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Pennsylvania nuclear lobby hoping for nuclear industry salvation via Tax-payer funding

Nuclear plants hope not to close, The Daily Item, By John Finnerty CNHI Harrisburg reporter, May 26, 2018, HARRISBURG — New Jersey Gov. Phil Murphy signed into law this week a $300 million Zero Emissions Certificate program intended to prop up the state’s nuclear power plants.

Nuclear energy industry lobbyists in Pennsylvania hope to see similar state aid here, to hold off announced closings of the Three Mile Island power plant operated by Exelon in Dauphin County and Beaver Valley Power Station, operated by FirstEnergy in Beaver County.

Exelon will not refuel Three Mile Island, as scheduled, in October 2019, unless something changes, David Fein, Exelon’s vice president for state and government affairs, said Thursday. FirstEnergy has filed noticed with the federal Nuclear Regulatory Commission that Beaver Valley will cease operating in 2021……….

Three Mile Island was the site of what the Nuclear Regulatory Commission has described as “the most serious accident in U.S. commercial nuclear power plant operating history” when its reactor partially melted down on March 28, 1979. The incident prompted then-Gov. Dick Thornburgh to announce that women and children within five miles of the nuclear power plant should evacuate. An estimated 140,000 people within 20 miles of the power plant fled the area in the days after the incident, according to an NRC summary of the event.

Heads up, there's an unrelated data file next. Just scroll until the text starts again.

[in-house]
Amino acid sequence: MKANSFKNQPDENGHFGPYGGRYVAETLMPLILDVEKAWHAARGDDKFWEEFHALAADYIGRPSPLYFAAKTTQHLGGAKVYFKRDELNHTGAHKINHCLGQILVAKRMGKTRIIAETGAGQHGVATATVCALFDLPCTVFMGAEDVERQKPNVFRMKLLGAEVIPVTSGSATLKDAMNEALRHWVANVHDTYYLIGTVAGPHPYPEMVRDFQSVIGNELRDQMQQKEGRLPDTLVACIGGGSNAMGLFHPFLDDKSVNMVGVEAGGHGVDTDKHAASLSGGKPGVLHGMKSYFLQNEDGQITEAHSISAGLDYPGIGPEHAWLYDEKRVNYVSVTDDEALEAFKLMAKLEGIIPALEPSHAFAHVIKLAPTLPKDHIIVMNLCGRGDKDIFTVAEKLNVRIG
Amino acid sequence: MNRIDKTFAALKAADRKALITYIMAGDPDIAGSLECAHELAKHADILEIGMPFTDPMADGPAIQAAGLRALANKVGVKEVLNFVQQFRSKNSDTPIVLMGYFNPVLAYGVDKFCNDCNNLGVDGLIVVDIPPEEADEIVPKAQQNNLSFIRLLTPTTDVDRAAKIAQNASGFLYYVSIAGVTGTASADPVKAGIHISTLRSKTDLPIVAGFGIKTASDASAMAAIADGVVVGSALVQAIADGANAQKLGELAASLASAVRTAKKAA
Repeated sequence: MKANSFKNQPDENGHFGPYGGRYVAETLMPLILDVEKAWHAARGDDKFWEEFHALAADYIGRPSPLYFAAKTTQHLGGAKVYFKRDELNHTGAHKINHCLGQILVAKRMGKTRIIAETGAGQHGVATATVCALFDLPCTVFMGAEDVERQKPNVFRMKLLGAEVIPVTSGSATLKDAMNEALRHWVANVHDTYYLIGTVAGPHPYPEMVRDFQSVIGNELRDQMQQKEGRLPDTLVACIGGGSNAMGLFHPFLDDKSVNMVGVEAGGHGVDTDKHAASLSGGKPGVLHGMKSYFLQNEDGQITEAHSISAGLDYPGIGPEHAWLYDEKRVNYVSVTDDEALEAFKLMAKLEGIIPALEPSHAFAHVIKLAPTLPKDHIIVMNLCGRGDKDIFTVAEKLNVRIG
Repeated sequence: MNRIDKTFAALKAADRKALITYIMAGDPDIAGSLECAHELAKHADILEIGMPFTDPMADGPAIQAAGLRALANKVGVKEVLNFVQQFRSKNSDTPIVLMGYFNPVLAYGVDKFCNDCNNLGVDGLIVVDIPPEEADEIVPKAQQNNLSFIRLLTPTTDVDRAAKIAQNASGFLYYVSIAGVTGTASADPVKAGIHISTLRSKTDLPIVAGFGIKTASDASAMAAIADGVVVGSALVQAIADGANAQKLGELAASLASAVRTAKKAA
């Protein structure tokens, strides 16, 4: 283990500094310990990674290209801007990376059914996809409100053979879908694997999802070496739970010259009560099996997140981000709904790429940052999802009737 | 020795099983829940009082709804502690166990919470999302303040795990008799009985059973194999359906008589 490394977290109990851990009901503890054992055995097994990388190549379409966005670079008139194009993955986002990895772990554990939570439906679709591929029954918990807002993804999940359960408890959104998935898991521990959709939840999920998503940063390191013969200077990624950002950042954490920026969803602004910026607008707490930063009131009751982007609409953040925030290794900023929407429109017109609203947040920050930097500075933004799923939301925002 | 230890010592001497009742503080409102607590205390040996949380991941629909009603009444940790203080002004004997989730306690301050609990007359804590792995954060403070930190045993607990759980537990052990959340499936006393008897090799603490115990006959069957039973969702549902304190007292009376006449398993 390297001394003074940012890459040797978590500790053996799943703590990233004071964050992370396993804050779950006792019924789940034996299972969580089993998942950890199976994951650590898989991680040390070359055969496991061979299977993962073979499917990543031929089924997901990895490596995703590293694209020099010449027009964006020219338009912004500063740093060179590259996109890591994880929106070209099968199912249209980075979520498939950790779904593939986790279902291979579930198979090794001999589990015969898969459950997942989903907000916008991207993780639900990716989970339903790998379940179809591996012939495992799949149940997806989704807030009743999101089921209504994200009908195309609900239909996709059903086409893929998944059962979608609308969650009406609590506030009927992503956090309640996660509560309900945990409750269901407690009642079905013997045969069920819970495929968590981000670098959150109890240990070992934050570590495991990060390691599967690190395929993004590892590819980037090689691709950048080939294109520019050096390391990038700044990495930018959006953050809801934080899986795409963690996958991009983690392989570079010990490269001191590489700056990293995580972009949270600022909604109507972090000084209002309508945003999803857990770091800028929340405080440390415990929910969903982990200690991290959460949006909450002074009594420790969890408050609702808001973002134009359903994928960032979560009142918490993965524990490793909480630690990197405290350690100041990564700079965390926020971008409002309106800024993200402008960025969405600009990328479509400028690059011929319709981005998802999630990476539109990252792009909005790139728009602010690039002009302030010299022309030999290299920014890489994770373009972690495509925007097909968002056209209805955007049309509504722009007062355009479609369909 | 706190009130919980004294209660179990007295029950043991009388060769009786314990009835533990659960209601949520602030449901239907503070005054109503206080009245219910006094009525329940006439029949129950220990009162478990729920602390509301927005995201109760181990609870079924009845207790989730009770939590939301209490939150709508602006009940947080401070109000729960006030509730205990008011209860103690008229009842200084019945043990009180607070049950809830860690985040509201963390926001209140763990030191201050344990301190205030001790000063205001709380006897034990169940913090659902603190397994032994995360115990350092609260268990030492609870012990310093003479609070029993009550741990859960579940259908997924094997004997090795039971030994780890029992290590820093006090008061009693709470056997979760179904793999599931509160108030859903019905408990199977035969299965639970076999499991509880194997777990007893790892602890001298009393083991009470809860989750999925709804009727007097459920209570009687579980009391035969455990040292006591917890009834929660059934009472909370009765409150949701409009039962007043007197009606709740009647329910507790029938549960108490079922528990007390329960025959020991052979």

…….Environmentalists interviewed for this story said the shadow of the 1979 incident “still lingers” in the minds of many people skeptical of the industry.

Tom Schuster, who leads the Sierra Club’s Beyond Coal Campaign in Pennsylvania, said he’d recently heard Three Mile Island described as “the least popular nuclear power plant in the country.”

Schuster said it would be bad for climate change if the nuclear plants were replaced by plants running on fracked natural gas.

Still, he’s still not particularly sold on the idea that the power companies will follow through and close the plants if the state doesn’t provide subsidies. Any plan to reward nuclear power for producing cleaner energy should also provide incentives for solar and wind energy, he said.

Eric Epstein, the long-time president of TMI Alert, a local watchdog group, said that taxpayers have repeatedly been asked to subsidize the nuclear power plants and he sees no reason it should continue.

“Nuclear power can’t exist without subsidies,” he said. “The market has ruled. There should be no more subsidies.”

He said the industry suggestion that nuclear power is clean, doesn’t tell the whole story.

“When you look at their green benefits, you have to look at their brown impacts too,” he said, pointing to concerns about handling of the radioactive waste produced at the power plants.

No legislation has yet been introduced in Pennsylvania to spell out how the industry might be propped up here………


May 28, 2018 - Posted by | politics, USA

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